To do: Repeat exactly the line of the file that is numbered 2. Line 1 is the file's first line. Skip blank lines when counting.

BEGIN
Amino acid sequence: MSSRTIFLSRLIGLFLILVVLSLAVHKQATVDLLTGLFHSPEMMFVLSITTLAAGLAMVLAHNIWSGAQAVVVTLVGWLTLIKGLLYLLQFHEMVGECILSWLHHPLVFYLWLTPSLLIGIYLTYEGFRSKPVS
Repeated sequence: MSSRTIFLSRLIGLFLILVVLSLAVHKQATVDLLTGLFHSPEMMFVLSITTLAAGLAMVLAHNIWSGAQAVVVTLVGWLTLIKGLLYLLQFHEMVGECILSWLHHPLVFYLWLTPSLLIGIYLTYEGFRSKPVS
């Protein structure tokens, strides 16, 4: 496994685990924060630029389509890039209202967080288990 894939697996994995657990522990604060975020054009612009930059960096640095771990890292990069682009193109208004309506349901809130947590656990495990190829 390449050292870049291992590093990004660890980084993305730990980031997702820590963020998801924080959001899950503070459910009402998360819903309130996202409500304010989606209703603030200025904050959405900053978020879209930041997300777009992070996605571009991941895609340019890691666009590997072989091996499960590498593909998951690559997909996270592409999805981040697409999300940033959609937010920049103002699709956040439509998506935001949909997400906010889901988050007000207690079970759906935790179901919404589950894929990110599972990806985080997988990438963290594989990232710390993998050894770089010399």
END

Repeated sequence: MSSRTIFLSRLIGLFLILVVLSLAVHKQATVDLLTGLFHSPEMMFVLSITTLAAGLAMVLAHNIWSGAQAVVVTLVGWLTLIKGLLYLLQFHEMVGECILSWLHHPLVFYLWLTPSLLIGIYLTYEGFRSKPVS